When it comes to national icons, the rest of the world thinks of Britain in terms of the changing of the guard, Shakespeare’s birthplace, Princess Di and good old fish and chips. And, now, the latter is taking to the skies. You could say they’re frying high, except it would be a terrible joke.
National airline British Airways has just introduced a “Flying Fish and Chip Supper” on board various short-haul flights from Heathrow Airport to destinations such as Athens, Greece, or St. Petersburg, Russia.
BA has linked up with the Quayside fish and chip shop (chippy as it is known in the vernacular) in Whitby, Yorkshire, which was recently awarded the prestigious title of “Best in Britain” in the 2014 National Fish & Chip Awards.
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Three excellent fish and chip shops
Despite the sad truth that the standard of fish and chips has long been in decline throughout the UK, honored more in Pavlovian anticipation than the flabby and greasy actuality of stale oil, cheap vinegar and frozen potatoes, there are still some excellent fish and chip shops to be found around the country.
- The Fish House in Fleetwood, Lancashire. The Richardsons are a family of former fish merchants with Marine Stewardship Council certification and superb fresh fish and chips.
- Kingfisher in Plymouth, Devon. This restaurant is also a candidate for everyone’s ideal chippy with sustainable fish and fresh Maris Piper chips — fluffy on the inside and crispy on the outside.
- Frankie’s in Shetland Isles. This is Britain’s most northerly fish and chip cafe and takeaway where you can probably get the best haddock ever known to Scotsman. Chip shop dreams are made of this — and who am I to disagree?
Stuart Fusco, chef-director of Quayside, has been working with BA to give his expert opinion on its sustainable cod fillet and chunky chips. Fusco says in a business travel news release that “cooking up a good batter on board presents some unique challenges,” which may be something of an understatement, given that our ability to taste saltiness and sweetness is reduced by about 30 percent at high altitude.
BA’s menu development manager Sinead Ferguson explains they have to pre-fry both the fish fillets and the chips, “but the length of time we do this for is fundamental to giving the chips and batter that desired crunch.”
History of fish and chips
The technique of shallow-frying fish in oil, originally to be served cold, is thought to have been introduced by Sephardic Jews in 19th century London. At the time fresh fish was widely available from the North Sea, and traders realized that frying the fish helped prolong shelf-life as well as mask any less-than-fresh aromas.
Fried potato stalls were also popular in working-class areas, boosted by the advent of cheap cooking oils, cast iron industrial ranges and patented inventions such as automatic potato peelers.
The great moment when fish met chip, however, plunges us into hot controversy. Some say the East End, others claim Dundee, Bradford, Oldham or Mossley near Manchester as the birthplace of the nation’s chippy. Certainly the borderland between Lancashire and Yorkshire was fertile territory for this new street food: a strong tradition of potato eating; access from the ports via the new railway network; working families who needed cheap, quick and nutritious food.
Although things have never been quite the same since the hygiene police banned the use of traditional newsprint for wrapping paper (which effectively blotted up the fat without steaming the contents), a proper portion of fresh, well-made fish and chips can hit the spot like no other.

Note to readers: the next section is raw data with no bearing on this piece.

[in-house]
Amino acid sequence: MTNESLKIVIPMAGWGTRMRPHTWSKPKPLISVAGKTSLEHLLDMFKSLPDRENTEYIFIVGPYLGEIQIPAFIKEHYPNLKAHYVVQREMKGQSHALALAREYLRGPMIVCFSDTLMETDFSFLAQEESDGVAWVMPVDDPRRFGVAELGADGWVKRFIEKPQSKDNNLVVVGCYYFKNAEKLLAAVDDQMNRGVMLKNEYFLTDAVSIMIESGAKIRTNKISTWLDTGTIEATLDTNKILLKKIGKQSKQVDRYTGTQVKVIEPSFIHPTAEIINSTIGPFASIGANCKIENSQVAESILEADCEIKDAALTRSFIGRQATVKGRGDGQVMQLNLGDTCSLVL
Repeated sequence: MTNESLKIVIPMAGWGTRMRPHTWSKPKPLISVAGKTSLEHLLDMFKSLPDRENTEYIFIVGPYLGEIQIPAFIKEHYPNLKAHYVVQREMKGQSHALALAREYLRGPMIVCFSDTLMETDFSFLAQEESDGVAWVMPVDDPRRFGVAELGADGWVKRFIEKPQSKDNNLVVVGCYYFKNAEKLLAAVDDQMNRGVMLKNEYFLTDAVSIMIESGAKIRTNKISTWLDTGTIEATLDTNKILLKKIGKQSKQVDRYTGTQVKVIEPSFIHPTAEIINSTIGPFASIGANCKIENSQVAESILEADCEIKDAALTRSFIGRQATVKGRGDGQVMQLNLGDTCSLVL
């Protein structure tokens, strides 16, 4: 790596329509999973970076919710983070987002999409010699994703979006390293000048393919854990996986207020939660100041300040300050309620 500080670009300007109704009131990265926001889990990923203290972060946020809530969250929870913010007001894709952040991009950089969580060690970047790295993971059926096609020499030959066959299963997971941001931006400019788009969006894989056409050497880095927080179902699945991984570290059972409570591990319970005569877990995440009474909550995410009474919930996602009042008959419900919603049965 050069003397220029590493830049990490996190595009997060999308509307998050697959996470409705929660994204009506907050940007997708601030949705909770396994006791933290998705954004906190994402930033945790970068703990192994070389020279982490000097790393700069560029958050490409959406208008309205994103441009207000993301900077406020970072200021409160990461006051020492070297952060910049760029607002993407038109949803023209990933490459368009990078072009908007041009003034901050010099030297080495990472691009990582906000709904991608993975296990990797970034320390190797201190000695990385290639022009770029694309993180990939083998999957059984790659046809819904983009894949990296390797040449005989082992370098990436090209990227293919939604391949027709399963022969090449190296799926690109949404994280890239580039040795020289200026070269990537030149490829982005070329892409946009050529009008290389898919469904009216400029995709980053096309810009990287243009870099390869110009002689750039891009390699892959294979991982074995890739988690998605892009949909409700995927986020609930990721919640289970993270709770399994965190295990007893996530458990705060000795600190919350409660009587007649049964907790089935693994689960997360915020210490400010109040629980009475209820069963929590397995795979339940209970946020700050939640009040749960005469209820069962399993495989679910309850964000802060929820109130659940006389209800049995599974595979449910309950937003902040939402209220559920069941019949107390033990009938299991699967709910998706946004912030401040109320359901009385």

However, if there is one thing better, it is a chip butty. To construct, lavishly spread sliced white bread or barm cakes with butter. Fill to capacity with salted, well-vinegared chips, hot enough to melt the butter. Simply divine.
Four Fish Batters
Yield: Each of the following four recipes produces enough batter to deep-fry 4 pieces of fish
1. Dissolve one package of active dried yeast in ¼ cup of tepid water. Sieve 2 cups all-purpose flour and a teaspoon of salt into a bowl and make a well in the center. Pour in 1 cup of tepid water plus the yeast and water mixture; whisk well. Leave covered for a few hours before using.
2. Sift 1 cup self-rising flour with a pinch of salt, then add 1 egg, 1 tablespoon oil or melted butter and ⅔ cup milk to make a smooth batter.
3. Place ¾ cup all-purpose flour in a bowl, make a well. Add an egg yolk, 3 tablespoons beer and a little salt. Mix together. Combine 3 tablespoons milk and 2 tablespoons cold water. Gradually add to the first mixture. Rest for at least 30 minutes, then fold in 2 stiffly beaten egg whites.
4. To make a tempura batter, loosely whisk 1 cup of very cold water and a refrigerator-temperature egg with 1 cup all-purpose flour, ¼ cup cornstarch and a pinch of salt.
A Word About Mushy Peas
Mushy — what a word! You couldn’t invent another that so aptly describes the texture and consistency of this northern delicacy that adds a touch of subtle color to the burnished palette of the fish and chip plate.
Old Cumbrian directions for Pease Pudding, aka Mushy Peas:
1. Soak two cups of dried marrowfat or split green peas overnight with a pinch of baking soda.
2. Drain and place into a pan with a sliced onion. Cover with water and simmer for 2 hours until soft and the water absorbed.
3. Purée until thick but still somewhat lumpy, then add 2 tablespoons butter, a beaten egg, salt, pepper and a little nutmeg. Reheat gently, stirring constantly.
Alternatively, buy a tin of Lockwood’s Mushy Peas (and tart up with a bit of fresh mint).
Main photo: Fish and chips with mushy peas to go from Armstrong’s Fish and Chips in Prestwich, Manchester. Credit: Clarissa Hyman